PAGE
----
While both stories are plausible, the facts lean more towards Denver's claim. Bill's funeral was an open casket ceremony and was attended by his wife, as well as many friends and family members who lived in Denver. The urban myth continues, however, as the descendants of Bill's friends who claim to have retrieved the body say they know where his secret grave site is located on Cedar Mountain.

The Buffalo Bill Museum and Grave, 987 ½ Lookout Mountain Rd, Golden, CO 80401; 303-526-0744; Summer hours (May 1-Oct 31) Museum daily 9AM-5PM, Gift shop/cafe daily 8:30AM-sunset, Winter Hours (Nov 1-Apr 30) Museum Tues-Sun 9AM-4PM, Gift shop/cafe daily 9AM-sunset; Adults $5, Seniors (65+) $4, Children (ages 6-15) $1, Children age 5 and under free


5. There is a brown cloud that hangs over the city of Denver.


TRUE. Unfortunately, this urban legend is a Denver reality. Due to location, weather patterns and a variety of pollution sources, a "brown cloud" hangs over Denver every winter. This was an everyday reality during winter in the 70s and 80s until strict pollution controls were implemented and enforced in the Denver metro area. Thankfully, restrictions on wood burning, the use of different road de-icers, a push for oxygenated gasoline and cleaner burning cars, and reduced pollution from coal-fired power plants has helped bring the infamous "brown cloud" under control. Recent population growth in the Denver Metro area has fueled the brown cloud's reappearance under certain weather patterns.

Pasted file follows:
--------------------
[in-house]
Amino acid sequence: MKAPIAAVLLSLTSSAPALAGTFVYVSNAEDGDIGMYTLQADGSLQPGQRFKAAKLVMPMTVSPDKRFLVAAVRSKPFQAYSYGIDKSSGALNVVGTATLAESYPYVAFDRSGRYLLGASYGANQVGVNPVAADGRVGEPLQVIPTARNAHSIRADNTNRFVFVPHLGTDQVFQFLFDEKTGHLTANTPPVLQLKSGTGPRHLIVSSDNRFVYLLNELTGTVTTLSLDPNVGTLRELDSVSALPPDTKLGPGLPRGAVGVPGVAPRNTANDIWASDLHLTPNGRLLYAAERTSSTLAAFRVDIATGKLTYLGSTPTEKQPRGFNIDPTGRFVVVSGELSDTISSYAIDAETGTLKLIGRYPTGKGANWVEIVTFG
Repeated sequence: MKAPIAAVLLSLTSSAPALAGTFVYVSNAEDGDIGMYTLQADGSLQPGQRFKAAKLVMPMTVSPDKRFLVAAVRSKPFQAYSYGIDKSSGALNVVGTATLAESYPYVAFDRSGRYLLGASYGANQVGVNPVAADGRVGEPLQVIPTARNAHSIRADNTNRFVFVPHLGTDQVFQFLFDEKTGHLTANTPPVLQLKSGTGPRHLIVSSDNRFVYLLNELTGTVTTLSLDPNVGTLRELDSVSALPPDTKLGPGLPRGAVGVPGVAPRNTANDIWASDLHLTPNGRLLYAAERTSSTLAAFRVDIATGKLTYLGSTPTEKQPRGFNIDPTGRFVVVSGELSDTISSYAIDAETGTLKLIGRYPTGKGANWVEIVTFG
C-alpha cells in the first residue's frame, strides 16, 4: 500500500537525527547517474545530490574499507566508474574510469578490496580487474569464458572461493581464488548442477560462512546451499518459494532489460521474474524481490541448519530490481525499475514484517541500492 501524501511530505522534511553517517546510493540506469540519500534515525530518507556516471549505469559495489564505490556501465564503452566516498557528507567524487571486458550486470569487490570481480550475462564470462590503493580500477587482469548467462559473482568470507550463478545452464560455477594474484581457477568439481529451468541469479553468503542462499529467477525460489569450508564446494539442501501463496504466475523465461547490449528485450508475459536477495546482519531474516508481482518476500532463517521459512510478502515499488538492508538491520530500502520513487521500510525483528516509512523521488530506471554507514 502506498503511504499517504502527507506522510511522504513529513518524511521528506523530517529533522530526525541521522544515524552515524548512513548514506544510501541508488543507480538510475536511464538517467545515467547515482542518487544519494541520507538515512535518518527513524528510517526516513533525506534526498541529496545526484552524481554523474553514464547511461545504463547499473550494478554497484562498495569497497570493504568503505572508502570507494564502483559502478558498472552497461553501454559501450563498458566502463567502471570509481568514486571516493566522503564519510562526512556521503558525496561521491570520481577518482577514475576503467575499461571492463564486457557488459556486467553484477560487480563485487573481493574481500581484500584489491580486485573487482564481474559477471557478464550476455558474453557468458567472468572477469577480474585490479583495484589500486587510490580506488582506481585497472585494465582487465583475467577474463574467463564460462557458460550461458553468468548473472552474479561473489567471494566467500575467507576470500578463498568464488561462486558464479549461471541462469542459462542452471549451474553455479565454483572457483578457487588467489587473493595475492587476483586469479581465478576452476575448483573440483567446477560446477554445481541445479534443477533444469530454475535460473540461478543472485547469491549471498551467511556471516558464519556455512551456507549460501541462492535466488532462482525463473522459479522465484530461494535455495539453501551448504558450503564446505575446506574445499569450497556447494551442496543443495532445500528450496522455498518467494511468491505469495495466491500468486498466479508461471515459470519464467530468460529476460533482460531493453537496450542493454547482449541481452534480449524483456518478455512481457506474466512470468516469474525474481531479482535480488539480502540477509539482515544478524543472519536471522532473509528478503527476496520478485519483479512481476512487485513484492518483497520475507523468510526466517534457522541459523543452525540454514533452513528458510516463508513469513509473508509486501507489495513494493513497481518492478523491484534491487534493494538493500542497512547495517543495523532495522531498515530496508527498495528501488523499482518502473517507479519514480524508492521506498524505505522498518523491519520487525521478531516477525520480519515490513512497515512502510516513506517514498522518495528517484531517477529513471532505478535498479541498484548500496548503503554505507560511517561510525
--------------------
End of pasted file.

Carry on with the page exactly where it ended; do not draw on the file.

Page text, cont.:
6. Sir Thomas Lipton donated a sailboat racing trophy to the Grand Lake Yacht Club.


TRUE. In 1912, Denverites from the exclusive Grand Lake Yacht Club decided that their organization needed a prestigious yachting competition trophy for its members. Upon hearing that tea magnate Sir Thomas Lipton, famous for his America's Cup yachting campaigns, was headed to Denver, they decided to conspire to have him donate a trophy to their yacht club.

The members, being astute sailors, decided that alcohol and an evening of sailing stories would probably help them achieve their goal. The members appropriately took Sir Thomas to The Denver Club downtown and proceeded to get him liquored up. Today, a magnificently ornate trophy, The Lipton Cup, is proudly displayed at the Grand Lake Yacht Club clubhouse in Grand Lake, Colorado. Although few know the juicy details of that night, it is safe to say that this urban legend is true.